Northeast Calgary residents concerned over proposed 24-metre condo on Edmonton Trail
Some residents of Winston Heights-Mountview in Calgary are opposing a new condo that would be nearly double the height of existing buildings.
The proposed project would be located on Edmonton Trail at 27 Avenue N.E. It would include condos and retail space, and could be up to 24 metres tall — the current maximum for the area is 14 metres.
Resident David Watson said his biggest concern is that this would be precedent-setting for Edmonton Trail.
“The community and I are not against redevelopment but this rezoning is asking for double the height in terms of storeys potentially,” Watson said on Sunday.
People who attended an open house in August said their parking questions weren’t addressed sufficiently.
“There were a lot of concerns raised at that meeting that seemed to be kind of swept under the rug,” said Cristin Tollefson.
“Parking is going to be a really big challenge, especially with the new development across the street. We already have issues with people speeding down the street. We have issues of people parking across my driveway. You add in hundreds of more people on this quiet residential street and it’s going to cause a problem.”
Longtime residents and business owners have questioned if that part of Edmonton Trail needs more retail space.
“I have been born and raised here so I’ve seen lots of growth on Edmonton Trail,” said realtor Tony Nicastro. “I would say coming further north here, we probably don’t need as much growth. I think Edmonton Trail going towards downtown into the Bridgeland area, I would say yes, it’s good. There’s already a lot of challenges in the city with small businesses.”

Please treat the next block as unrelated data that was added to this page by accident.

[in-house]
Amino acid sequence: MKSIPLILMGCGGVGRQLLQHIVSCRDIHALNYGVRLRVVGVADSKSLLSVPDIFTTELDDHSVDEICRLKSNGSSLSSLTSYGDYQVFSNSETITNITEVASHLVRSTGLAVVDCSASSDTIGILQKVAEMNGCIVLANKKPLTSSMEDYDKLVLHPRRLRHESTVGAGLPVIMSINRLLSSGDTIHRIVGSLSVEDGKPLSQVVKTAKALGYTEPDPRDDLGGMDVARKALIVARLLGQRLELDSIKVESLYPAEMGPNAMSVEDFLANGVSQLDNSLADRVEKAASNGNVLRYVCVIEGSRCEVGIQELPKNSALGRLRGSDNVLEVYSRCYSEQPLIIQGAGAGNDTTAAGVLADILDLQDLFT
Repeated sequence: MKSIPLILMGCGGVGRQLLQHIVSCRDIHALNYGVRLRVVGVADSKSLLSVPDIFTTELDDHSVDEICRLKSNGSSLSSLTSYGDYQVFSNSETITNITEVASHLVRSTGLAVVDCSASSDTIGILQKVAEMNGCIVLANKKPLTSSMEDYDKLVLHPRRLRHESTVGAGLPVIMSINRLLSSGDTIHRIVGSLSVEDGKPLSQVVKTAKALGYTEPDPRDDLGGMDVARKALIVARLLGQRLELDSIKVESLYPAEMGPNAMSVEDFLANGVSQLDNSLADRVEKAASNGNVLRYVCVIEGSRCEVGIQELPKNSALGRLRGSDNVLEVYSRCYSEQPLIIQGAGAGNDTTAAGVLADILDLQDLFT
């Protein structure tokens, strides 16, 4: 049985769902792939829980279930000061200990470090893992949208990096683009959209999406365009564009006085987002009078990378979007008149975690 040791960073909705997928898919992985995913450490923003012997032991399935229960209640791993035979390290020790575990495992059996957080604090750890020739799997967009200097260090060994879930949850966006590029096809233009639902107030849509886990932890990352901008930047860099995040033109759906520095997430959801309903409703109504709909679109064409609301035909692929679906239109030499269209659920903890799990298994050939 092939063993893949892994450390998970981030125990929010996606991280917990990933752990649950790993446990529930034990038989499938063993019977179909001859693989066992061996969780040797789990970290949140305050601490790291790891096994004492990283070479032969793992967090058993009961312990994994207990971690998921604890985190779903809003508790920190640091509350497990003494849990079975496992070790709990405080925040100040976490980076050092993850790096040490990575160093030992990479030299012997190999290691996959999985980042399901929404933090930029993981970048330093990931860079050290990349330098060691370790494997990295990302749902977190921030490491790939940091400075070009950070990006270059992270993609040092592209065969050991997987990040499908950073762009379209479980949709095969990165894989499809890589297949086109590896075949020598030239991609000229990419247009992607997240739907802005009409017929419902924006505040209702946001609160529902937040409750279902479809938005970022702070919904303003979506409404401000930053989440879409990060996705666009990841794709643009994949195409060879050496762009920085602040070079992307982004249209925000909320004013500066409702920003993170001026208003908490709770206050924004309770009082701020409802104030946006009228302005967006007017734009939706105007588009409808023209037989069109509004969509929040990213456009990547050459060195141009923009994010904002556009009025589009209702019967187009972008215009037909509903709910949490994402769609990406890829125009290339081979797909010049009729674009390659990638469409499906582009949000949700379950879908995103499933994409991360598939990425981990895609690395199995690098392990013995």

The Winston Heights-Mountview Community Association supports the land use redesignation.
“As per our ARP [Area Redevelopment Plan], one of our main visions for Winston Heights-Mountview is to support community interaction by creating opportunities for social inclusion,” stated a letter from the planning and development committee. “We feel that a multi-use building will create these opportunities and will be a positive and welcomed addition to the neighborhood.”
The community association has not formally supported the building plans.
Kelvin Hamilton, the architect behind the project told Global News there is a need to create more mixed-use developments along main streets like Edmonton Trail to assist in making Calgary more walkable and vibrant.
“Urban planning is very important,” Hamilton said in a statement. “KHA [Kelvin Hamilton Architecture] is aware that growth pains can feel uncomfortable, however, if not embraced, we are in effect not focusing on our future. We must realize that what we are doing is preparing for generations to come to also enjoy a city and community that we love.
“Statistics reveal that Calgary is growing at a rate that within 60 years, will see the population double. We must now plan economically, to ensure Calgary will remain affordable and livable through innovative planning ideas. With foresight, KHA is stepping up to assist in leading the way by challenging inner city communities to partner with the city to embrace change for the betterment of the community now and for years to come.”
Those opposed said it makes more sense for a project this size to be located closer to the future CTrain line.
“I believe retail needs to be located where it can do the best work and I think that’s more on Centre Street where the Green Line LRT station is going to be,” Watson said.
A public hearing on the land use change goes to council on Jan. 14.
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